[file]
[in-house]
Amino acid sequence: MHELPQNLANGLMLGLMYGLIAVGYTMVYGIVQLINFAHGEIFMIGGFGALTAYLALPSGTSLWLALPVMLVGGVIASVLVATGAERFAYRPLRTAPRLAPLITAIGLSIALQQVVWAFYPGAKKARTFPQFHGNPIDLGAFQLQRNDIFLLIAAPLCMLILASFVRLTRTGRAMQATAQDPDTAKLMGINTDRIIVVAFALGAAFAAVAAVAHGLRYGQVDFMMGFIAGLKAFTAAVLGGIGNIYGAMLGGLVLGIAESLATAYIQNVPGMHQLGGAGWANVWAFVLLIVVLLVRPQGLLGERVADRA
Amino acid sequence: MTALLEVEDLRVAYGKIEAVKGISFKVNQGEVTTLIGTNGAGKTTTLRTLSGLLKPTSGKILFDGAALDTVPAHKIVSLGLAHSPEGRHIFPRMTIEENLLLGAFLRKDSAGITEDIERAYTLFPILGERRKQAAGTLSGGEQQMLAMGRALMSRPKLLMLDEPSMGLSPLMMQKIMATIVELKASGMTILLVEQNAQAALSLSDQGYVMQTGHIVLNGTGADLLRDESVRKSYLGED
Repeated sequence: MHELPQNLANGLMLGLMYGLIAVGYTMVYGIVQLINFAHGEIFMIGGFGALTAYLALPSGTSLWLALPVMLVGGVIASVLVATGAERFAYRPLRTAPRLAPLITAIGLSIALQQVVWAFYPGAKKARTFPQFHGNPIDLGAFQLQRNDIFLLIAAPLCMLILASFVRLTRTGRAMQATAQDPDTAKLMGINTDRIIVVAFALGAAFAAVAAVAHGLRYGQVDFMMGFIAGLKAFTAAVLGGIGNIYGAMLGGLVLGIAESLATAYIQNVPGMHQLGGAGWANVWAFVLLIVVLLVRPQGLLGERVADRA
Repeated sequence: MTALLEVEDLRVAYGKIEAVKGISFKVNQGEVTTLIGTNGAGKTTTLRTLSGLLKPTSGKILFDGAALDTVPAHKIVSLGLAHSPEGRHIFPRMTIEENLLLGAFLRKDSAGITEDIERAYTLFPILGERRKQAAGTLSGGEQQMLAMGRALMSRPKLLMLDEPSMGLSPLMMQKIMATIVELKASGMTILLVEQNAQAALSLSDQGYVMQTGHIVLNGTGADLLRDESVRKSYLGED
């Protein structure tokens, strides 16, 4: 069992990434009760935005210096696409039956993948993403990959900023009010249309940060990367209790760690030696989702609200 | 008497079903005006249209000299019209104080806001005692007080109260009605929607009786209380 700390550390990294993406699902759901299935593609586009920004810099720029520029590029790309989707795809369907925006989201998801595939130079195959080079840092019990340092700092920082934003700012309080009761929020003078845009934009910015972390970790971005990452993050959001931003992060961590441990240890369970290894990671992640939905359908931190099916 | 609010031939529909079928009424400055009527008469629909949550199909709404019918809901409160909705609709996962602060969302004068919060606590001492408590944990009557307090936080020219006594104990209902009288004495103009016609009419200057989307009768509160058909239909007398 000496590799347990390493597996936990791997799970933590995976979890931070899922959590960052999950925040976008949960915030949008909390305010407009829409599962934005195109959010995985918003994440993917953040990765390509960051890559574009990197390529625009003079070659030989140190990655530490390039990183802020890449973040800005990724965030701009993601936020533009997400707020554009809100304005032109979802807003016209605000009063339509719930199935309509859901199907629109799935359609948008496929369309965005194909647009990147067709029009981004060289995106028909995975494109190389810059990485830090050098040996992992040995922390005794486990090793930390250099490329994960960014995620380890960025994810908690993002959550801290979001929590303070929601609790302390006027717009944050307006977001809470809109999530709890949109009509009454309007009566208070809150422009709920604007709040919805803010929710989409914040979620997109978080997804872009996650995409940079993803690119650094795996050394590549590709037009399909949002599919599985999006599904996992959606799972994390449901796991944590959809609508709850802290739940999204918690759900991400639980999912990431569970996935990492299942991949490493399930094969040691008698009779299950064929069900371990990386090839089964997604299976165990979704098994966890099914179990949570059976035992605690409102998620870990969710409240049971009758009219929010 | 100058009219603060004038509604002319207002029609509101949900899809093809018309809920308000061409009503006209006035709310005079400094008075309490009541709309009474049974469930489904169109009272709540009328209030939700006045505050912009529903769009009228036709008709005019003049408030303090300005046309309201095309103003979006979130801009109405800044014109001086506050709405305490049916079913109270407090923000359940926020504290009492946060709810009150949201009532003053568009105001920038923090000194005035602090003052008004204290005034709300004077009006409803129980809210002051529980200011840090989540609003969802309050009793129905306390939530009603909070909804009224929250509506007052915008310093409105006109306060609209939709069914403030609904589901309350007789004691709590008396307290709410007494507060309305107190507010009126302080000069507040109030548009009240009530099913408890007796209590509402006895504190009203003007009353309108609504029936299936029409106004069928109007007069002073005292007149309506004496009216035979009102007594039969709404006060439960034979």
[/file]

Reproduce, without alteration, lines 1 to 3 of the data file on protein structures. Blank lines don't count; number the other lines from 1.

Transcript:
[in-house]
Amino acid sequence: MHELPQNLANGLMLGLMYGLIAVGYTMVYGIVQLINFAHGEIFMIGGFGALTAYLALPSGTSLWLALPVMLVGGVIASVLVATGAERFAYRPLRTAPRLAPLITAIGLSIALQQVVWAFYPGAKKARTFPQFHGNPIDLGAFQLQRNDIFLLIAAPLCMLILASFVRLTRTGRAMQATAQDPDTAKLMGINTDRIIVVAFALGAAFAAVAAVAHGLRYGQVDFMMGFIAGLKAFTAAVLGGIGNIYGAMLGGLVLGIAESLATAYIQNVPGMHQLGGAGWANVWAFVLLIVVLLVRPQGLLGERVADRA
Amino acid sequence: MTALLEVEDLRVAYGKIEAVKGISFKVNQGEVTTLIGTNGAGKTTTLRTLSGLLKPTSGKILFDGAALDTVPAHKIVSLGLAHSPEGRHIFPRMTIEENLLLGAFLRKDSAGITEDIERAYTLFPILGERRKQAAGTLSGGEQQMLAMGRALMSRPKLLMLDEPSMGLSPLMMQKIMATIVELKASGMTILLVEQNAQAALSLSDQGYVMQTGHIVLNGTGADLLRDESVRKSYLGED